Over the course of a car model year, I typically test 50 new vehicles. Of those, fewer than 10 make the cut as cars I would buy and own. The Scion FR-S is one of those 10 for 2014. The FR-S’ fun-to-price ratio pegs it as a best buy in the sports coupe category. If you’re an enthusiast driver looking for slot car handling in a practical, economical package, this Scion fits the bill. Every time you slip behind its perforated black leather steering wheel, you know you’re in for a spell of undiluted driving entertainment. Only a car as nimble and light (2,758 lb.) as the FR-S can provide the immediate feedback that is this Scion’s defining trait. The interface between driver and machine is so polished and rewarding that you will never look at recreational driving the same way again. That you can experience automotive nirvana for a base price of just $24,700 defies logic.

2014 Scion FR-S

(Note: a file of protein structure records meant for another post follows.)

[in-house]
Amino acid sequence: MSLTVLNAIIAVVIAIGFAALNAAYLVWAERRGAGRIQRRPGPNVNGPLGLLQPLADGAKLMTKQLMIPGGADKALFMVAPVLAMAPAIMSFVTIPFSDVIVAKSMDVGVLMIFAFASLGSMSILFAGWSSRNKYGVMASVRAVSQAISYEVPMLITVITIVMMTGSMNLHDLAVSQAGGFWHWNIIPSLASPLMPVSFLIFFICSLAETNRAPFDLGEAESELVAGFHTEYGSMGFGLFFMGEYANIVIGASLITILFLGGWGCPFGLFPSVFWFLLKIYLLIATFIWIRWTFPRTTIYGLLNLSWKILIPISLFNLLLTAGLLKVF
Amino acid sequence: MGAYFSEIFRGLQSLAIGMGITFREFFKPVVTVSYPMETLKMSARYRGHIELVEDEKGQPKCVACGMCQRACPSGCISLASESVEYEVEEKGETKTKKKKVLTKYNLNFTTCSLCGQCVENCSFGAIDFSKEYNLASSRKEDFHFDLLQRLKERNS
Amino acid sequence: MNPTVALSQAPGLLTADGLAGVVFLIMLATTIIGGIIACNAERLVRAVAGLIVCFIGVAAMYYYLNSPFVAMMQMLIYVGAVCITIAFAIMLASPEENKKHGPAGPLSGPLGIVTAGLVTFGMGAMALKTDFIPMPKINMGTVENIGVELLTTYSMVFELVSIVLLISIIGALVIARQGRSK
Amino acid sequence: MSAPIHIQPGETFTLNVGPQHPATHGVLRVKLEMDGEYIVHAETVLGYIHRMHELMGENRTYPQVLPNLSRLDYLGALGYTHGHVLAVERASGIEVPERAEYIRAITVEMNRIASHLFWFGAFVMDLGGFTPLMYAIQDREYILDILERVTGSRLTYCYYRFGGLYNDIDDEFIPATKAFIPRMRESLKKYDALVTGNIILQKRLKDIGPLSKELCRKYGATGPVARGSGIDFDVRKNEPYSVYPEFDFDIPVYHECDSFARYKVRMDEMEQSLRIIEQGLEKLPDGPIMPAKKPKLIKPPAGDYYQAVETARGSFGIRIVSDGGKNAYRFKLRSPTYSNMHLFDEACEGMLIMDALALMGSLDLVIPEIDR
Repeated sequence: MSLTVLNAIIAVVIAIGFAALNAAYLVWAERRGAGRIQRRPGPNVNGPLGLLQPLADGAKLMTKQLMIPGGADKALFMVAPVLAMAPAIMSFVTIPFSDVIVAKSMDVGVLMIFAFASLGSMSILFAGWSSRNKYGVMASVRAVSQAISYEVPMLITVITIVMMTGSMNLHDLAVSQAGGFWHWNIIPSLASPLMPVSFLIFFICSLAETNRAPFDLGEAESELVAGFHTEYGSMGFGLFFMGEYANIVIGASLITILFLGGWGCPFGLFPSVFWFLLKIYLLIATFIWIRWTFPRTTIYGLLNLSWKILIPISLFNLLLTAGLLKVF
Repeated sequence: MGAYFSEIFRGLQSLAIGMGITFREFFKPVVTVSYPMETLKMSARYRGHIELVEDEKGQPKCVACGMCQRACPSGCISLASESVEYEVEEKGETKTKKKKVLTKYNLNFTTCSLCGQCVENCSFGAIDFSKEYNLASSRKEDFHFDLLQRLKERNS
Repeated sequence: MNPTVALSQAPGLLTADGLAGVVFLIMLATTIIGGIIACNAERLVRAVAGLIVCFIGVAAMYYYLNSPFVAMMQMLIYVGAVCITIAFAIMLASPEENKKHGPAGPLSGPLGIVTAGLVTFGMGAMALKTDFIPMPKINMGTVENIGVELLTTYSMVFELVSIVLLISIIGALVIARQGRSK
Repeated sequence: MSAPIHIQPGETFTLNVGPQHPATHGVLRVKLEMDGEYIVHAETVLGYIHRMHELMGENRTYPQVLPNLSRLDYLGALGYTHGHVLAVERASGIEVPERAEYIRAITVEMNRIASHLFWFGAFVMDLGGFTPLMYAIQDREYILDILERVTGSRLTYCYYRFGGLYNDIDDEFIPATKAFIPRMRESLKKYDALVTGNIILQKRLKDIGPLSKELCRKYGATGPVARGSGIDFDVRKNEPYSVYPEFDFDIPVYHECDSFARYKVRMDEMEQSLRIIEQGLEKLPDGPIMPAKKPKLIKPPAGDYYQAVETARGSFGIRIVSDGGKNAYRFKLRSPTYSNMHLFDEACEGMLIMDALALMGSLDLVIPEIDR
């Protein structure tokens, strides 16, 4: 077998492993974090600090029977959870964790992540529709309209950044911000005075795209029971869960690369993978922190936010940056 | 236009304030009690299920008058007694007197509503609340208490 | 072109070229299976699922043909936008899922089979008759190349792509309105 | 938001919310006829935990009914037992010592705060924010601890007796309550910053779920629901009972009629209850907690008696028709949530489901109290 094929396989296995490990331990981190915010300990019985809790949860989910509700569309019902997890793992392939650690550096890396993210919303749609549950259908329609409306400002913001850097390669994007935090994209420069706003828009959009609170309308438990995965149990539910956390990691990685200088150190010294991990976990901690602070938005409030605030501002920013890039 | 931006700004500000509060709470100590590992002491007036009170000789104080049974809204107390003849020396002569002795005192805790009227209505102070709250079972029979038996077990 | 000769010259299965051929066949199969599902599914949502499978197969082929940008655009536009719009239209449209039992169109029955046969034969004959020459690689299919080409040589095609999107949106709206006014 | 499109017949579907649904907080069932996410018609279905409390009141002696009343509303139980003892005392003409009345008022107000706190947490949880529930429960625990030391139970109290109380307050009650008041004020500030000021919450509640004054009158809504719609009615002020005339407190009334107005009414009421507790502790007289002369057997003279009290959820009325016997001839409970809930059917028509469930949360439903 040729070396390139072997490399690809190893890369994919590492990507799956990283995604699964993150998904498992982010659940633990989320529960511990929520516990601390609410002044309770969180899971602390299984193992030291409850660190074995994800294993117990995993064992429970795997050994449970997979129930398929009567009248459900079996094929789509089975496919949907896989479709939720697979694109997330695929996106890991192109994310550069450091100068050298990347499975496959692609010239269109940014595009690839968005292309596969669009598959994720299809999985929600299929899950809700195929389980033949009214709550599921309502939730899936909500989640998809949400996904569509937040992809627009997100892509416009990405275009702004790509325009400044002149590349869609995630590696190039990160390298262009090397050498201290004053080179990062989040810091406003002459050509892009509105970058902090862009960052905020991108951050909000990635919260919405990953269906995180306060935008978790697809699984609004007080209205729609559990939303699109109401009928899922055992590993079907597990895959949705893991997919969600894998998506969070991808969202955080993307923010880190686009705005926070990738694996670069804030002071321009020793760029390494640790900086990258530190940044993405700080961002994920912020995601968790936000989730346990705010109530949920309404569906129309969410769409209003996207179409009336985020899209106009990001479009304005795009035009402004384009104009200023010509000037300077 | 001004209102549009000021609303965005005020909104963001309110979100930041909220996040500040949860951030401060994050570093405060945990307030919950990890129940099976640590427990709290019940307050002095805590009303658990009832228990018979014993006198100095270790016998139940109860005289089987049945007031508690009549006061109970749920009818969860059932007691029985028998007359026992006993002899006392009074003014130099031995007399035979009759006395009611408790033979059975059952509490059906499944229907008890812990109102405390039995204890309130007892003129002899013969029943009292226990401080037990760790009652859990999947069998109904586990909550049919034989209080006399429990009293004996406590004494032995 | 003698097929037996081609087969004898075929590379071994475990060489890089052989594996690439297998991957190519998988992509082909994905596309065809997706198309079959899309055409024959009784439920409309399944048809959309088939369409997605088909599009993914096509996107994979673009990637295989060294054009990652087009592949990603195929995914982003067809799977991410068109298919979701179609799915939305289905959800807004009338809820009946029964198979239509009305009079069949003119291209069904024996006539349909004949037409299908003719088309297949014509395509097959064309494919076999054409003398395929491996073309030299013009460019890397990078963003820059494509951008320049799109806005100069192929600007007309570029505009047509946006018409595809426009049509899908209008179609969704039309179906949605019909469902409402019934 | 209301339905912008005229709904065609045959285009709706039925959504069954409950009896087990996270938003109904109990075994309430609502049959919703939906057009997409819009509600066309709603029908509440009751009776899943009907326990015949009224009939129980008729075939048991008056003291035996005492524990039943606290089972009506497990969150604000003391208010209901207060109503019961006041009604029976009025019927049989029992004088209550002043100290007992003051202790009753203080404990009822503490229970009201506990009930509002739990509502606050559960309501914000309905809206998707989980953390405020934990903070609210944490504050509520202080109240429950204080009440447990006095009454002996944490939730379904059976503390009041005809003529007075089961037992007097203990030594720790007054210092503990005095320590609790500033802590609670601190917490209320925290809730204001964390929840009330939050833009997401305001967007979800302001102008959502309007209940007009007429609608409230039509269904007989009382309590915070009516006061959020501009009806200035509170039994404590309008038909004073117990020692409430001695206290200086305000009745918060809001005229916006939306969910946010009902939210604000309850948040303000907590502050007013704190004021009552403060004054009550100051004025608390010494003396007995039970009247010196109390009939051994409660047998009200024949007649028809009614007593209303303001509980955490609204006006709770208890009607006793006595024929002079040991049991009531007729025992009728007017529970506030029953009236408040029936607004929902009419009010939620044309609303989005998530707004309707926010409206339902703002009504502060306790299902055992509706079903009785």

It certainly isn’t the FR-S’ Subaru power plant that evokes such jubilation. The 2.0 liter opposed 4 cylinder engine is hard pressed to make 200hp and just 151lb.-ft. of torque without also producing substantial noise and vibration. The silver faced tachometer, which features a programmable rev indicator, reads to 9,000rpm. Although the Boxer motor reaches redline at 7,600rpm, you’ll want to up shift sooner than that to avoid the racket at redline. Although the FR-S is not blindingly quick in a straight line, it’s so well balanced that you hardly notice the power shortfall. The superb steering feel, ultra precise shift linkage, and highly retentive sport seats foster the illusion that you’re driving a race car. Only the similarly priced Mazda MX-5 comes close to emulating the responsiveness of the FR-S. And the petit Mazda roadster offers none of the FR-S’ practicality: roomy interior, hatchback storage access, abbreviated rear seat, and permanently enclosed construction. You get the same kind of performance as the MX-5 without making the kind of concessions that render the Mazda comparatively impractical for daily use. This Scion can be your daily driver all week long, then play racer for you on the weekends.